Three of Sydney’s most talented Bharatanatyam dancers presented Natya Malai: Part 1 (A Garland of Dance), in an intimate affair on Mother’s Day weekend.
It was staged at the Bankstown Arts Centre on 13 May.
On a stage adorned with flowers and under Lord Nataraja’s watchful eye, dancer Poorvaja Nirmaleswaran started her recital with a beautiful and invigorating Ganesha Vandanam.
Her presented items reflected carefully curated highlights of her journey in dance, in the format of a traditional margam. Poorvaja started her training at the age of 5 under Guru Krishna Segaram, completed her arangetram in 2009 and now performs widely across Sydney and Chennai – a big inspiration for young and upcoming dancers. She draws on her passions for the Tamizh language, and the Ramayana Keerthanam performed as her main piece reflected her studies of the Kamba Ramayana. In this item, a mother tries to coax her little one to sleep, and in doing so she recounts to him Lord Rama’s numerous conquests. Poorvaja’s abhinaya was a delight to behold, switching easily between a mother’s adoration and exasperation to the various characters in the Ramayana. A highlight was her padam Netrandhi neerathile, with the wonderful surprise of having the music recorded locally in Sydney at Peach Tree Labs, by talented local artists Anitha Iyer (vocals), Agalya Pavalan (Violin) and Pallavarajan Nagendran (mridangam). Poorvaja credits this as an uplifting experience. Her thoughtful and sensitive choreography showcased the escalation of the nayika’s disbelief at the thought of her beloved’s dalliance’s with another woman; from initial mere curiosity to an unsettled disquiet as she mulls over her lover’s excuses, wondering, could they be true?
The second half of Natya Malai by Niraivadhi Fine Arts spotlighted mother and daughter duo Hamsa Venkat and Vishakha Iyer and their work Bandhanam – a sophisticated and nuanced expression of the complexities and multifaceted webs that intertwine the connections we share with each other and our environment. Being asked to come together with differing dance styles was a point of amusement for the pair. The creative process, arguments and all, was important in bolstering their personal relationship through dance – which led to this theme. At age 16, Vishakha is a young standout talent who believes that dancing is the living breath that permeates her existence. Training in jazz, lyrical and contemporary dance, this multidisciplinary flair was evident in her choreography. Hamsa Venkat is a leading and accomplished senior dancer who loves to experiment within the traditional framework of the art form, and leads Samskriti School of Dance in Sydney.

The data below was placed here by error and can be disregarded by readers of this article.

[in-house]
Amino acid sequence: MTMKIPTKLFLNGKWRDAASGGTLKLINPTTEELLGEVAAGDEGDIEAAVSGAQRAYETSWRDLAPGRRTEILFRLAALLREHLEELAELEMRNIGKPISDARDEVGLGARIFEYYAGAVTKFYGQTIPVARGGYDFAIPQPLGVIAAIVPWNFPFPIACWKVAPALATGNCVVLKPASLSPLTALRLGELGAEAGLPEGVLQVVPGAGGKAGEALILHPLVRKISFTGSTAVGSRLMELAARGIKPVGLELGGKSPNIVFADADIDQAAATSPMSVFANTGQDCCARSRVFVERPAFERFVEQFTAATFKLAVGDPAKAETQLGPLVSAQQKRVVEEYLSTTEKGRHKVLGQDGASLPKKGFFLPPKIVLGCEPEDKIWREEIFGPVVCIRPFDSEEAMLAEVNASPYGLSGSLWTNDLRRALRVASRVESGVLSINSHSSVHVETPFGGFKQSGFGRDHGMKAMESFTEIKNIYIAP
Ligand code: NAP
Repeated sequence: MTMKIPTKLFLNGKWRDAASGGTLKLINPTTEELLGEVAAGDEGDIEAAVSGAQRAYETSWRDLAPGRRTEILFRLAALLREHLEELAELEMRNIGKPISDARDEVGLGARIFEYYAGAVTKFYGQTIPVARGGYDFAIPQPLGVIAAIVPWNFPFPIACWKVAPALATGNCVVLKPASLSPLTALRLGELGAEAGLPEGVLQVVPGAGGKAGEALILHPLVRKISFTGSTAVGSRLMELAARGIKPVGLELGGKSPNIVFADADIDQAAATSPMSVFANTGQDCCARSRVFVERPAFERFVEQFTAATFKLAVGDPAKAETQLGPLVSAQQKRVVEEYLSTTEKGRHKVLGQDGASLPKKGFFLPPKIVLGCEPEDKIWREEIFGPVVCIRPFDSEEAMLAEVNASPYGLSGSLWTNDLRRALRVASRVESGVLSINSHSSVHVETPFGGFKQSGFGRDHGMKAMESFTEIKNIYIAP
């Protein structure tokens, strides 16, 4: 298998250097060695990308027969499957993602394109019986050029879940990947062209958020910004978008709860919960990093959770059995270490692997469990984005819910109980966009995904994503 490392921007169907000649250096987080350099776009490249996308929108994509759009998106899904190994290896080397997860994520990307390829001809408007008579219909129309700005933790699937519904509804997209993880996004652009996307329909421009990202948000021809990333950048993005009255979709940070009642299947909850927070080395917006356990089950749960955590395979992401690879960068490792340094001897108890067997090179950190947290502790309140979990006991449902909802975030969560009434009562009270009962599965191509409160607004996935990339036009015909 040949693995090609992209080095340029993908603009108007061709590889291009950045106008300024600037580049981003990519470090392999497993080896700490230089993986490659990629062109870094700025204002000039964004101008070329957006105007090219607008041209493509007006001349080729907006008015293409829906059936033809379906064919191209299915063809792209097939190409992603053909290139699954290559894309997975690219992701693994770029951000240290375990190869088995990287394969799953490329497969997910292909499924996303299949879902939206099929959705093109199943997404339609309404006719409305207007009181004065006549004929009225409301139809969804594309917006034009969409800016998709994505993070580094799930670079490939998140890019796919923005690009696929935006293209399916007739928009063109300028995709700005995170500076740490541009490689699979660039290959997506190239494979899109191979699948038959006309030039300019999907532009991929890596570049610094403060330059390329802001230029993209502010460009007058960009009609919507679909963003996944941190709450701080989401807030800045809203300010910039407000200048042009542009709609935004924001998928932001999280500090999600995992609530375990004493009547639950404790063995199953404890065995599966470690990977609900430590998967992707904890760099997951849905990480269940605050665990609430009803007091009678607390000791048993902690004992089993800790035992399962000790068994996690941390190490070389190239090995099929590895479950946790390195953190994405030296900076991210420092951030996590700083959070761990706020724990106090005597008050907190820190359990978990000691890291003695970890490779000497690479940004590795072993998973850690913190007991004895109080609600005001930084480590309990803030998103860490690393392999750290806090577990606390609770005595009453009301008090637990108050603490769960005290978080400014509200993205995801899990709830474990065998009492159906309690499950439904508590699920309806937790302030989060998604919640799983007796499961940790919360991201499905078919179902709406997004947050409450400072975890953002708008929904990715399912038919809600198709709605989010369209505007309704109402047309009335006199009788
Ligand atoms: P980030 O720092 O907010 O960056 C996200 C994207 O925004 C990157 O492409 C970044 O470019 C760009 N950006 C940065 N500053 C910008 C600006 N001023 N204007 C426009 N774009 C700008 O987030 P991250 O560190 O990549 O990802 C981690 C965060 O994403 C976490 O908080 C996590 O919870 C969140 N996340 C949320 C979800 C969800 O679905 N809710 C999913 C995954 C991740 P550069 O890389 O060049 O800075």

The highlight of their repertoire was the depiction of the innate relationship between mother and child, in the sharing of a deeply personal anecdote. Vishakha is late to walk, and a distraught but defiant Hamsa challenges the Lord Nataraja: ‘I don’t care if my daughter doesn’t walk, but she HAS to dance’. The vivacity of Vishakha’s leaps and bounds effortlessly complemented Hamsa’s grace and incredible ability to convey complex emotions with a single piercing glance. The audience was treated to an intimate moment between mother and God, unable to look away.
This raw emotion was again felt as the very real love between the duo in the Dreamtime story of how the Kangaroo got her pouch. A riveting Devi piece showcased the breadth of Vishakha’s control of her footwork and abhinaya. Vishakha’s favourite part of the process was learning the item Vrushka, from her mentor Sheejith Krishna. Hamsa and Vishakha explored man’s relationship with the tree, synchronously moving as if themselves the branches of a gently swaying tree – they dreamily captured the most delicate movements of a blooming flower and a sagging branch, weighted down by the burden of its fruit.
This author felt privileged to be witnessing the high calibre of not only dance, but choreography and thematics/concepts that were bought to life by these stellar artists. As echoed by Durga and Aruthy, she hopes that more young dancers will take inspiration and come to watch Natya Malai by Niraivadhi Fine Arts (Part 2) on 9 September at Bankstown Arts Centre.
Founded by Aruthy Kumanan and Durga Shivaji, Niraivadhi Fine Arts aims to promote the Sydney classical Indian arts community.